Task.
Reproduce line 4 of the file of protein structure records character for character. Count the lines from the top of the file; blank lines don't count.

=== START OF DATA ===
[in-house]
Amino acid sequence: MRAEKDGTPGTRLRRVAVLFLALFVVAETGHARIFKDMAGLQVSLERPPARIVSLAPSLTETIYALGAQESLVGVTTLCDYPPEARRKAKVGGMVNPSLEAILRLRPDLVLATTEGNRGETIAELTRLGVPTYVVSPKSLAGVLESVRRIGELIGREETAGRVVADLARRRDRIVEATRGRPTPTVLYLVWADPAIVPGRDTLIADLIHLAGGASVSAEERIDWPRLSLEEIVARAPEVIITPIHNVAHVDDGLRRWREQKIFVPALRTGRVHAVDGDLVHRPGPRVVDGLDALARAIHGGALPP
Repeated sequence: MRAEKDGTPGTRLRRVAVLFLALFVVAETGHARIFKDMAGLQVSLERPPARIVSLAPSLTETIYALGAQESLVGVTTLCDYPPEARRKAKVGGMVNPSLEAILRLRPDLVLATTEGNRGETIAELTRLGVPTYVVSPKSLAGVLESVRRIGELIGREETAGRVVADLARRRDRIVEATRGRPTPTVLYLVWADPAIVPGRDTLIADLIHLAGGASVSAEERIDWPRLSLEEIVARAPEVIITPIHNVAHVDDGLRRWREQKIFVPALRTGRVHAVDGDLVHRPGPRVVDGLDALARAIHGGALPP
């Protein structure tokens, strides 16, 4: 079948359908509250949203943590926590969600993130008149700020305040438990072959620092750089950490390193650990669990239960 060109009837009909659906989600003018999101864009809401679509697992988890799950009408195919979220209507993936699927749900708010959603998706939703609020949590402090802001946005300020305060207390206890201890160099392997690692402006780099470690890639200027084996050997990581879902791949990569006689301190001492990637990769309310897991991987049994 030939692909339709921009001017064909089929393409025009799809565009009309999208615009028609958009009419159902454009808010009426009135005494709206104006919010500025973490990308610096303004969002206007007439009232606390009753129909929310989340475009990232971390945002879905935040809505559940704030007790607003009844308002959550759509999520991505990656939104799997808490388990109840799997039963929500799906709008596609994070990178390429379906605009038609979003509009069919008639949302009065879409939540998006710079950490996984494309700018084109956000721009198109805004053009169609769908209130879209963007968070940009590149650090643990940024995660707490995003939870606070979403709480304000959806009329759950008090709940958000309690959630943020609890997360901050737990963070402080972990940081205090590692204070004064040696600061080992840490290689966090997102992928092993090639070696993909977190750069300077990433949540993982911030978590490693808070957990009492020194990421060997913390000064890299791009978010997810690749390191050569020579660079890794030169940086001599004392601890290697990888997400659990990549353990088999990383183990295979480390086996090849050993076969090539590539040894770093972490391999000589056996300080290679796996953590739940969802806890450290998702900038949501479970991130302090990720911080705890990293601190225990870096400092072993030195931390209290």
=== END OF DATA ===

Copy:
């Protein structure tokens, strides 16, 4: 079948359908509250949203943590926590969600993130008149700020305040438990072959620092750089950490390193650990669990239960 060109009837009909659906989600003018999101864009809401679509697992988890799950009408195919979220209507993936699927749900708010959603998706939703609020949590402090802001946005300020305060207390206890201890160099392997690692402006780099470690890639200027084996050997990581879902791949990569006689301190001492990637990769309310897991991987049994 030939692909339709921009001017064909089929393409025009799809565009009309999208615009028609958009009419159902454009808010009426009135005494709206104006919010500025973490990308610096303004969002206007007439009232606390009753129909929310989340475009990232971390945002879905935040809505559940704030007790607003009844308002959550759509999520991505990656939104799997808490388990109840799997039963929500799906709008596609994070990178390429379906605009038609979003509009069919008639949302009065879409939540998006710079950490996984494309700018084109956000721009198109805004053009169609769908209130879209963007968070940009590149650090643990940024995660707490995003939870606070979403709480304000959806009329759950008090709940958000309690959630943020609890997360901050737990963070402080972990940081205090590692204070004064040696600061080992840490290689966090997102992928092993090639070696993909977190750069300077990433949540993982911030978590490693808070957990009492020194990421060997913390000064890299791009978010997810690749390191050569020579660079890794030169940086001599004392601890290697990888997400659990990549353990088999990383183990295979480390086996090849050993076969090539590539040894770093972490391999000589056996300080290679796996953590739940969802806890450290998702900038949501479970991130302090990720911080705890990293601190225990870096400092072993030195931390209290």